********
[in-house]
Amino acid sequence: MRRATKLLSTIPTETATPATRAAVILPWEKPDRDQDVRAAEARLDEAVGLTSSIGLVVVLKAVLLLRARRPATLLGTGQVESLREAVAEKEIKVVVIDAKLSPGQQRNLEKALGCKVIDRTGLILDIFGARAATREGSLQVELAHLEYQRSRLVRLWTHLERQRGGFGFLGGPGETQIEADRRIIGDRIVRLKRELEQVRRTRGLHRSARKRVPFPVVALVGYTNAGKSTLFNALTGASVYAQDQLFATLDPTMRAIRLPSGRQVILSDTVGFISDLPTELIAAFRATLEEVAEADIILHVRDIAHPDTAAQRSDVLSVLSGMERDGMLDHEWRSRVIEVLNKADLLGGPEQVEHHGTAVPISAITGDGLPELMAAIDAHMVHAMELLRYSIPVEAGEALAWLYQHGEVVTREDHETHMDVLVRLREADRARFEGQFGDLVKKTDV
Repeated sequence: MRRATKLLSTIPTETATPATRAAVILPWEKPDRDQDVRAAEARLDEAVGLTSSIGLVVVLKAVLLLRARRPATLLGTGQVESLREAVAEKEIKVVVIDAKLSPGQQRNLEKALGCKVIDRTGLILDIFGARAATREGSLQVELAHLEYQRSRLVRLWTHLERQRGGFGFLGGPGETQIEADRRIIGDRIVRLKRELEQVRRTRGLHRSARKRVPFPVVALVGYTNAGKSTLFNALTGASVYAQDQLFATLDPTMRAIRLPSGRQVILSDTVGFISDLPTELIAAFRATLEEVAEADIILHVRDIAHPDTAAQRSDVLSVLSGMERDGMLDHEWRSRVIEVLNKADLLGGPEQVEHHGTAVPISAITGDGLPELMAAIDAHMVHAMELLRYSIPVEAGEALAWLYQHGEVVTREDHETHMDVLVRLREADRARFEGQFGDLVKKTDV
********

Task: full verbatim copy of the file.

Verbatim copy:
[in-house]
Amino acid sequence: MRRATKLLSTIPTETATPATRAAVILPWEKPDRDQDVRAAEARLDEAVGLTSSIGLVVVLKAVLLLRARRPATLLGTGQVESLREAVAEKEIKVVVIDAKLSPGQQRNLEKALGCKVIDRTGLILDIFGARAATREGSLQVELAHLEYQRSRLVRLWTHLERQRGGFGFLGGPGETQIEADRRIIGDRIVRLKRELEQVRRTRGLHRSARKRVPFPVVALVGYTNAGKSTLFNALTGASVYAQDQLFATLDPTMRAIRLPSGRQVILSDTVGFISDLPTELIAAFRATLEEVAEADIILHVRDIAHPDTAAQRSDVLSVLSGMERDGMLDHEWRSRVIEVLNKADLLGGPEQVEHHGTAVPISAITGDGLPELMAAIDAHMVHAMELLRYSIPVEAGEALAWLYQHGEVVTREDHETHMDVLVRLREADRARFEGQFGDLVKKTDV
Repeated sequence: MRRATKLLSTIPTETATPATRAAVILPWEKPDRDQDVRAAEARLDEAVGLTSSIGLVVVLKAVLLLRARRPATLLGTGQVESLREAVAEKEIKVVVIDAKLSPGQQRNLEKALGCKVIDRTGLILDIFGARAATREGSLQVELAHLEYQRSRLVRLWTHLERQRGGFGFLGGPGETQIEADRRIIGDRIVRLKRELEQVRRTRGLHRSARKRVPFPVVALVGYTNAGKSTLFNALTGASVYAQDQLFATLDPTMRAIRLPSGRQVILSDTVGFISDLPTELIAAFRATLEEVAEADIILHVRDIAHPDTAAQRSDVLSVLSGMERDGMLDHEWRSRVIEVLNKADLLGGPEQVEHHGTAVPISAITGDGLPELMAAIDAHMVHAMELLRYSIPVEAGEALAWLYQHGEVVTREDHETHMDVLVRLREADRARFEGQFGDLVKKTDV